I always start a fresh year thinking I have all the time in the world to accomplish the things I set out to do. By spring, I’m impatient as hell and stir-crazy because my initial undertakings are not lining up the way I hoped. And as summer presents to me brighter days, this is when I retreat inward, trying to wrangle into submission my doubts or insecurities, and just get on with it (whatever that ‘IT’ may be).
Then when the New England fall begins to show signs of drying out from the sweat of summer heat, I find that I’m at the most insularly, I become a ghost among my friends, and my biggest aggravation comes out of not having enough time or brain power to keep going at the pace I have been.Winter is time to wrap up, and start looking toward the New Year. Halloween is right around the corner, then Thanksgiving and Christmas. These months are usually a smudge on the calendar of lights, decorations, and family gatherings. The holidays give us many excuses to celebrate what we have already done the better part of the year, pat each other on the backs and put our feet up until we must get back to it (whatever that ‘IT’ may be).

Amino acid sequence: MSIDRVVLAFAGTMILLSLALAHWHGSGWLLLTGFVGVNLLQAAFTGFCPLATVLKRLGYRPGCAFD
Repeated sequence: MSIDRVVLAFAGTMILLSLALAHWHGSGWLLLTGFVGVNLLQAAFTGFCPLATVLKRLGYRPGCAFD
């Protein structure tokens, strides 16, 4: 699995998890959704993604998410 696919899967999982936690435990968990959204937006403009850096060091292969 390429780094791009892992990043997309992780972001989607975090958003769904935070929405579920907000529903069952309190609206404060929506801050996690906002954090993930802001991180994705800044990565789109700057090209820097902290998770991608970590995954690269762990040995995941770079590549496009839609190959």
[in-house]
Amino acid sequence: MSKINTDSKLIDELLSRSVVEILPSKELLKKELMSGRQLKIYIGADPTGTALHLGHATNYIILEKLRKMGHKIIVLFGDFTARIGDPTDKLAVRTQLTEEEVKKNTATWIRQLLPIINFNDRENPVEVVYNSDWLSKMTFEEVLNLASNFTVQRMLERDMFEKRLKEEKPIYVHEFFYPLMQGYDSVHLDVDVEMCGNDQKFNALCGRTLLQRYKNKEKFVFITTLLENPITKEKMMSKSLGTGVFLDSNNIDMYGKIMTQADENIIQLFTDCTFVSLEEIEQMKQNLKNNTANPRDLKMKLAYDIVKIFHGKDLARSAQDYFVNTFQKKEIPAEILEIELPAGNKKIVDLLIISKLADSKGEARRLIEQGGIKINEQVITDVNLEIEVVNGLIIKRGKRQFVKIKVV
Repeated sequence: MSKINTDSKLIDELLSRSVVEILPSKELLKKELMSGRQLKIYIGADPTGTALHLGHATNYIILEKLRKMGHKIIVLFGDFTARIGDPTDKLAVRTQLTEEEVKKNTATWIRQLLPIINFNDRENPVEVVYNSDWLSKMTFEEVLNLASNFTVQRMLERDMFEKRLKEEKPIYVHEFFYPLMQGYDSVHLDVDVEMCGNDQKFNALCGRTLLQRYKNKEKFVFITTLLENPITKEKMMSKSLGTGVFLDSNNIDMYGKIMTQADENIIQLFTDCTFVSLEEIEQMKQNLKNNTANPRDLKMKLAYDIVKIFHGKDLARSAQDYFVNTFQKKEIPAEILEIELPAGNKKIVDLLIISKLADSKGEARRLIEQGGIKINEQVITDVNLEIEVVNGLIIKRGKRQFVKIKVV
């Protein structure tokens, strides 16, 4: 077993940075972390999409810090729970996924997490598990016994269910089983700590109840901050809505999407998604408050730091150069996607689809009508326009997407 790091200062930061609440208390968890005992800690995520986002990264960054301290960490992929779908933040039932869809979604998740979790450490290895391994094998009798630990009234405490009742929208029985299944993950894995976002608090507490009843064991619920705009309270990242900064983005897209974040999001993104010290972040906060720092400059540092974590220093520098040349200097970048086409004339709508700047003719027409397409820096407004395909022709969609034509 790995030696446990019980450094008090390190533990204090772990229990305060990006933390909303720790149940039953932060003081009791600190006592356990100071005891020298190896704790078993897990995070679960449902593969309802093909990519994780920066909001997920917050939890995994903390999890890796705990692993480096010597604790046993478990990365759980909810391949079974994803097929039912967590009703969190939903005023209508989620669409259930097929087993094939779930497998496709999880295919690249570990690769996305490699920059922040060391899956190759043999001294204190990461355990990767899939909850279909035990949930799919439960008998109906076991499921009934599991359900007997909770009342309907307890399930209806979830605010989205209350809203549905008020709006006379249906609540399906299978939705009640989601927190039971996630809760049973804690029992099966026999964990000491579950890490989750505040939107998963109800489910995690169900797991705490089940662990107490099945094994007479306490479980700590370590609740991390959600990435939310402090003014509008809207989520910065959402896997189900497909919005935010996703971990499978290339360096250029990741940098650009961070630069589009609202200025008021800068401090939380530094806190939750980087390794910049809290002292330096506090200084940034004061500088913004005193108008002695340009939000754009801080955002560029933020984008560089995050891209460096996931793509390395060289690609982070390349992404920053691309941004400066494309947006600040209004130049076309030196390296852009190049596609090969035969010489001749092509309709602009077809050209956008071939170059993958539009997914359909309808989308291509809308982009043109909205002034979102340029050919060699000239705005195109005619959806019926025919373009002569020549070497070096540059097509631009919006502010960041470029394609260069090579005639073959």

What this year has shown me is that it is time to restart my clock now, rather than wait until January 1st when everyone else does. I’m not thinking about this in terms of being ahead, but what I am aiming for is giving myself enough time to find a long-term balance and rhythm, so that I’m not going out of my mind questioning “WHY?!” from the stress of self-imposed ambitions.
It’s time to start a new book. It is time to put into action all the things I have learned up until this point, because I love doing it; not because someone is telling me I have to. It is time to graduate to a new level. It is time for a new direction. And it is time begin again.